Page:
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Why Do We Love the 'Moonlight' Sonata?

It has been recorded by everyone from Geza Anda to Dieter Zechlin. Forward-looking, iconoclastic modern pianists record it; so do classicists, and big-name stars give it a try. With more than 80 available recordings, pianists continue to return to Beethoven's "Moonlight" Sonata.

"Surely I've written better things," Beethoven said of his Piano Sonata No. 14 in C-sharp minor, Opus 27, No. 2. So why does everybody play the "Moonlight"?

Beethoven specified that the piece's famous first movement should be played "Quasi una fantasia" — almost a fantasy — and it has certainly inspired many a fantasy, passion, and parody. But maybe the answer lies somewhere in the 13 different versions heard here.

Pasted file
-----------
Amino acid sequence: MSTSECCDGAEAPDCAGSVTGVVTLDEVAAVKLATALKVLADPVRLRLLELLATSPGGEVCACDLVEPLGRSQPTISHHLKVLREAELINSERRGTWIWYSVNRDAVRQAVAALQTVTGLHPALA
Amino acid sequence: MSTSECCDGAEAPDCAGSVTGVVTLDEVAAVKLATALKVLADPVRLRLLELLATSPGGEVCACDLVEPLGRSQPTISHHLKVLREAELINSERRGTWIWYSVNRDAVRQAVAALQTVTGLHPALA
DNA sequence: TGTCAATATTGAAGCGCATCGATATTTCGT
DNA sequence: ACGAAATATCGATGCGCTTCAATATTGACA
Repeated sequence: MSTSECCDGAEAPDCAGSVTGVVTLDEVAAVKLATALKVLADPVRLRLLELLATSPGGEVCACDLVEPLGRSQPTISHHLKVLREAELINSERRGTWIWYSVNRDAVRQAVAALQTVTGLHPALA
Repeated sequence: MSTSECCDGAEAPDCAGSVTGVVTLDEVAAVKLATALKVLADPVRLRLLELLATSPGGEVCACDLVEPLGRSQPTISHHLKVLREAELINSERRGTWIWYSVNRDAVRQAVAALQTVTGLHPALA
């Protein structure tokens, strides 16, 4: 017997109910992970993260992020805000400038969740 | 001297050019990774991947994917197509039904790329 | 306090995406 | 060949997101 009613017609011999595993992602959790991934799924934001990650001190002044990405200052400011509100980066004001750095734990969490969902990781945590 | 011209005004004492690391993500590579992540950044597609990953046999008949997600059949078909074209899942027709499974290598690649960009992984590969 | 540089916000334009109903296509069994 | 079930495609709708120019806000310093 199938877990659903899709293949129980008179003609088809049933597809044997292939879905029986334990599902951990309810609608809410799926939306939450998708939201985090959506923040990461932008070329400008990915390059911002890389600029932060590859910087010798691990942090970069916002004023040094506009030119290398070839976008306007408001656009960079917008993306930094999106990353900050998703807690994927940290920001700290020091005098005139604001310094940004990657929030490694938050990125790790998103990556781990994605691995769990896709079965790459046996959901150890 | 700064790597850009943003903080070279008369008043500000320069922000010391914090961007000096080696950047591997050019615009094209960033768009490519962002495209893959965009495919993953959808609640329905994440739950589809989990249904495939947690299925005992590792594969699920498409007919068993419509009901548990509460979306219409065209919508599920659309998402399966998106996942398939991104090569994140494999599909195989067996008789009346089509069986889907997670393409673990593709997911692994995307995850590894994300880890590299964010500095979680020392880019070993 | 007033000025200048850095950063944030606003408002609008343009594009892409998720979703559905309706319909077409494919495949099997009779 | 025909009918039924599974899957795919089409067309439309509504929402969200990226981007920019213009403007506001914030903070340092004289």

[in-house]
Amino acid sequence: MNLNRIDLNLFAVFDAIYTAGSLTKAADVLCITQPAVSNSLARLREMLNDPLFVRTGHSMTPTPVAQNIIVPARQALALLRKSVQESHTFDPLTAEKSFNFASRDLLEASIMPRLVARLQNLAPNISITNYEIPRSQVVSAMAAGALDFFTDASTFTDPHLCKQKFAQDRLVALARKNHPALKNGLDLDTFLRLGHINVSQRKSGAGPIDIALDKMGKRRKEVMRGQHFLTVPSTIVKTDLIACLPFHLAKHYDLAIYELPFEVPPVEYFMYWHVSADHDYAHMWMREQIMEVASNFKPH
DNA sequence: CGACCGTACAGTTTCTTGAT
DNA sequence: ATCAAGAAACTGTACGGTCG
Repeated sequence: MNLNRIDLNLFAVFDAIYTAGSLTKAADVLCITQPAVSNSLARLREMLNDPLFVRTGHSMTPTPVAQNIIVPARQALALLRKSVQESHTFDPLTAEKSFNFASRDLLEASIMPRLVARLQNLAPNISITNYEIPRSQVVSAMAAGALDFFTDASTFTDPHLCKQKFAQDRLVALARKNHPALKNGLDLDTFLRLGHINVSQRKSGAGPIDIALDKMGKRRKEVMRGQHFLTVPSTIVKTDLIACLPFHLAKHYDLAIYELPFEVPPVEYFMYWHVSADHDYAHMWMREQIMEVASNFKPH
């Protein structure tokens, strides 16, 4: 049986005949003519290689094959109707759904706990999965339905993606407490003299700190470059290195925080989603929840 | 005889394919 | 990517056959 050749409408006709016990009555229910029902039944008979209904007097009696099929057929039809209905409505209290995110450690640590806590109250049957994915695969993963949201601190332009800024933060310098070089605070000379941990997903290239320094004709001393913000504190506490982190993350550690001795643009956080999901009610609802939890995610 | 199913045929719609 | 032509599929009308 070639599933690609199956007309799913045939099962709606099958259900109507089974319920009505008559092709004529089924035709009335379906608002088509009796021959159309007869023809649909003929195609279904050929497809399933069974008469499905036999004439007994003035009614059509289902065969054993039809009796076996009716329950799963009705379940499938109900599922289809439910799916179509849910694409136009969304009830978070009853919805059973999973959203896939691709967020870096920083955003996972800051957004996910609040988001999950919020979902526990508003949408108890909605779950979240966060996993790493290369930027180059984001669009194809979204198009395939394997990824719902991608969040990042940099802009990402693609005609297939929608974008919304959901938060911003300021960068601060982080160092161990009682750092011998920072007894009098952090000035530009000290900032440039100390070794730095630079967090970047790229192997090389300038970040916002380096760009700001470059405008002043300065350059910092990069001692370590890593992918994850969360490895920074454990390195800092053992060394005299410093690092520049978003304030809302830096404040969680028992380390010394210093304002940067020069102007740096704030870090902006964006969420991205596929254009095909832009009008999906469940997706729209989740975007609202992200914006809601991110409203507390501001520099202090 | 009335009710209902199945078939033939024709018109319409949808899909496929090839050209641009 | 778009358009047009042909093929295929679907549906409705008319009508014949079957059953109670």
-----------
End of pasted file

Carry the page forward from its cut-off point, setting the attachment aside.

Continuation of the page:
Note: This essay was first broadcast in 2000.

Five 'Moonlights,' 1st Mvt.

Artur Schnabel

Artur Schnabel's recordings of Beethoven sonatas still remain definitive; his brisk "Moonlight" was waxed in 1934.

Annie Fischer

The Hungarian pianist Annie Fischer recorded this enduring version in late 1958 and early 1959.

Emil Grigoryevich Gilels

Originally from the Ukraine, Emil Gilels performed this slower interpretation live in Moscow in 1968.

Vladimir Ashkenazy

Before Russian pianist Vladimir Ashkenazy branched out into conducting, he cut this classic 1978 study.

Maurizio Pollini

The Italian pianist Maurizio Pollini ventured this version of Beethoven's Opus 27, No. 2 in 1991.

Copyright 2008 WNYC

Sara Fishko